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 Track Cleaning: Quick and Dirty
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Author Previous Topic: Tyco handrail ? Topic Next Topic: Talgo to Kadee  

Chops124
Big Boy





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 Posted - December 21 2023 :  6:24:19 PM Link directly to this topic  Show Profile  Add Chops124 to Buddylist
Few things agitate model railheads more than track cleaning discussions. People swear by their
methods and no other is half as good as theirs. This is mine. Please refrain from profanity,
although threats of any other nature welcomed.

Works great with Tyco, N, O, HO, OO, and DCC. I've tried it on all those modalities, and get
great results. Does not hurt neoprene or plastic Tyco traction tires, nor plastic wheels or
plastic components.

https://www.youtube.com/watch?v=5nCKr_a4uUg
 Country: USA  ~  Posts: 11193  ~  Member Since: December 09 2013  ~  Last Visit: April 19 2024 Alert Moderator 

scsshaggy
Big Boy


scsshaggy

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 Posted - December 21 2023 :  7:44:11 PM Link directly to this reply  Show Profile  Add scsshaggy to Buddylist
The black stuff on the paper towels appears to mainly be the dirt caused by arcing. Not only will the clipper oil help clean that off, but it should reduce the arcing and delay the time when you have to clean again. Model Railroad Hobbyist magazine published a study of this stuff and listed various cleaners and what it called the dielectric constant. Things with a low dielectric constant helped reduce arcing. A high constant increased it. The clipper oil was at the lower end.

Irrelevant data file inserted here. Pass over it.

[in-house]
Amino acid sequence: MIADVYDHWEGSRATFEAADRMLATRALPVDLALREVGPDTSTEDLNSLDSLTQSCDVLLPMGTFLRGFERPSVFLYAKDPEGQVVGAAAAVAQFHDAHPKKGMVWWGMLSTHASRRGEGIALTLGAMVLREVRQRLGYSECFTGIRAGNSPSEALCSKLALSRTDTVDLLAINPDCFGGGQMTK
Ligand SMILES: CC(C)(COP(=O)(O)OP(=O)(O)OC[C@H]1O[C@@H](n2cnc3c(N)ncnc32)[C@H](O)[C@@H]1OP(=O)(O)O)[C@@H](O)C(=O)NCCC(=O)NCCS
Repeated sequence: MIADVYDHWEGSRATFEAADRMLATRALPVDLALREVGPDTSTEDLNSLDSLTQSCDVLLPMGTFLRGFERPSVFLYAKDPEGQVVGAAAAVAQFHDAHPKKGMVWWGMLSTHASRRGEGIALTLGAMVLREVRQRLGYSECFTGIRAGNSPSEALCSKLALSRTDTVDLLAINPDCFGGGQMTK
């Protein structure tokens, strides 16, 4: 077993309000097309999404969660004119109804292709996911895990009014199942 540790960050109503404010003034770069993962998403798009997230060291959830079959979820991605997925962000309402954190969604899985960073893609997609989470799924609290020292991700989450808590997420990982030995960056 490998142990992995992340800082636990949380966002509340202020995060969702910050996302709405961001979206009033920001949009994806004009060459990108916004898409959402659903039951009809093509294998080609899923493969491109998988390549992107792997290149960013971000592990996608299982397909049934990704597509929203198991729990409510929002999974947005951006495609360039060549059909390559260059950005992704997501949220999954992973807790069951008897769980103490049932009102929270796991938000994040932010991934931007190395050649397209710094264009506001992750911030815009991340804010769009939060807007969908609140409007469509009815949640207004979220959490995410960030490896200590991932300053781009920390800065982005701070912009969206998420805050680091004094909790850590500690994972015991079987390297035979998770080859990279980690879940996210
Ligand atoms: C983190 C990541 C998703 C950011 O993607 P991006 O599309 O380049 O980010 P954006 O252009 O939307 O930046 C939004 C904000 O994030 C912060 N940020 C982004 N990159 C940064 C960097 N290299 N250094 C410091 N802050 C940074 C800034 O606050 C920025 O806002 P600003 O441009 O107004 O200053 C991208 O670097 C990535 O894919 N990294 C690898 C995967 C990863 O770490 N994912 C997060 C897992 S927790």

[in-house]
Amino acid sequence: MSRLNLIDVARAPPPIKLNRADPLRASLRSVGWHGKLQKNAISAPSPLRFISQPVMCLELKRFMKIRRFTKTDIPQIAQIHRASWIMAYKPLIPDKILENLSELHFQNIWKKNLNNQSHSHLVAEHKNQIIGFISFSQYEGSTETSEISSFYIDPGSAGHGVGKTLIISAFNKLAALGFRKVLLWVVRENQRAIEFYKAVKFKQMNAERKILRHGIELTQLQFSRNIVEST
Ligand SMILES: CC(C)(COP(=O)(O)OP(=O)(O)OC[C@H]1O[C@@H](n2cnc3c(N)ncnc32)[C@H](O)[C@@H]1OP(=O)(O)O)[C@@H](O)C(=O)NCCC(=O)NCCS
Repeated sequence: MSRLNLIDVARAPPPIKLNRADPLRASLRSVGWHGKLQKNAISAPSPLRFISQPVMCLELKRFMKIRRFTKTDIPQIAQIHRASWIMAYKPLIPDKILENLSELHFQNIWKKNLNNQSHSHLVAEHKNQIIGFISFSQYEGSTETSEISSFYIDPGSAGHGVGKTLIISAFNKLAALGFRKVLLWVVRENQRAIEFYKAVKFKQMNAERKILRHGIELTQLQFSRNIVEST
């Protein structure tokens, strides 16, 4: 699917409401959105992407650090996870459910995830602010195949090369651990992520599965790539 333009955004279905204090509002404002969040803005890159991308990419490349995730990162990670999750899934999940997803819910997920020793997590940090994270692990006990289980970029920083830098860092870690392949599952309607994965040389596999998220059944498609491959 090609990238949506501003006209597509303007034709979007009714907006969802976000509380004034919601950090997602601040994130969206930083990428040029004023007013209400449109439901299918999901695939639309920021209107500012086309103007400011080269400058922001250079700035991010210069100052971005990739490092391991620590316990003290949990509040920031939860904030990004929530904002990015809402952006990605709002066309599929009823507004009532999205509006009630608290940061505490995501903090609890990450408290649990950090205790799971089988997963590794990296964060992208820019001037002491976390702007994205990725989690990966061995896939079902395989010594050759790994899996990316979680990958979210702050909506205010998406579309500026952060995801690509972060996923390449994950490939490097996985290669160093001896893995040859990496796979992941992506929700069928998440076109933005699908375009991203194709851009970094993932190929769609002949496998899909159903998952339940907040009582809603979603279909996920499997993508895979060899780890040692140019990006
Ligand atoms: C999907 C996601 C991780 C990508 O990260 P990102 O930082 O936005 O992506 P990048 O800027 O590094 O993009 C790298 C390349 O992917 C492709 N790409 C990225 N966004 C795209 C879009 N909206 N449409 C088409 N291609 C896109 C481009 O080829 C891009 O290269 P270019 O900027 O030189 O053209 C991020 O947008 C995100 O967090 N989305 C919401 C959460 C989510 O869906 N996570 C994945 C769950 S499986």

https://s3-us-west-2.amazonaws.com/mrhpub.com/2019-05-may/online/index.html?page=9


Carpe Manana!
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jward
Hudson

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 Posted - December 21 2023 :  8:50:32 PM Link directly to this reply  Show Profile  Add jward to Buddylist
SO where does GOo Gone sit in terms of di-electric constant?
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scsshaggy
Big Boy


scsshaggy

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 Posted - December 21 2023 :  10:42:20 PM Link directly to this reply  Show Profile  Add scsshaggy to Buddylist
quote:
SO where does GOo Gone sit in terms of di-electric constant?
Originally posted by jward - December 21 2023 :  8:50:32 PM



The closest thing to it on the list seems to be vinegar at 24. Goo Gone seems to resemble juice spilled on the rails. I tried it once and it even got sticky.

Carpe Manana!
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Chops124
Big Boy





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 Posted - December 22 2023 :  12:44:38 AM Link directly to this reply  Show Profile  Add Chops124 to Buddylist
Apparently, on some contestant module entries in the world of European model rail, German narrow
gauge comes to mind, a thin layer of graphite is applied to the rail surface to enhance conductivity
allowing these tiny scratchbuilt contraptions to smoothly creep along a scale 2 or 3 mph.

If you use Goo Gone, let us know how that works out for you. It will be amusing. Goo Gone
would be more appropriately named Goo Come.

Some years ago, at the model train club, several hundred feet of rail received cleaning from
Goo Gone. It took weeks to undo the mess.

Edited by - Chops124 on December 22 2023 12:47:37 AM
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jward
Hudson

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 Posted - December 22 2023 :  12:47:48 PM Link directly to this reply  Show Profile  Add jward to Buddylist
I have used it for many years, back into my N scale days. It does a great job of loosening the crud from wheels but tends to leave a residue behind. I always use two Centerline track cleaner cars in a train when I use it. On the first one the roller pad is soaked in Goo GOne, the second car runs dry to clean up the residue. It has worked far better than Rail Zip.
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Chops124
Big Boy





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 Posted - December 22 2023 :  4:33:48 PM Link directly to this reply  Show Profile  Add Chops124 to Buddylist
Ooo Hooo! A proponent of Goo Gone, on N scale, no less! I am truly shocked the results are positive.
 Country: USA  ~  Posts: 11193  ~  Member Since: December 09 2013  ~  Last Visit: April 19 2024 Alert Moderator  Go To Top Of Page
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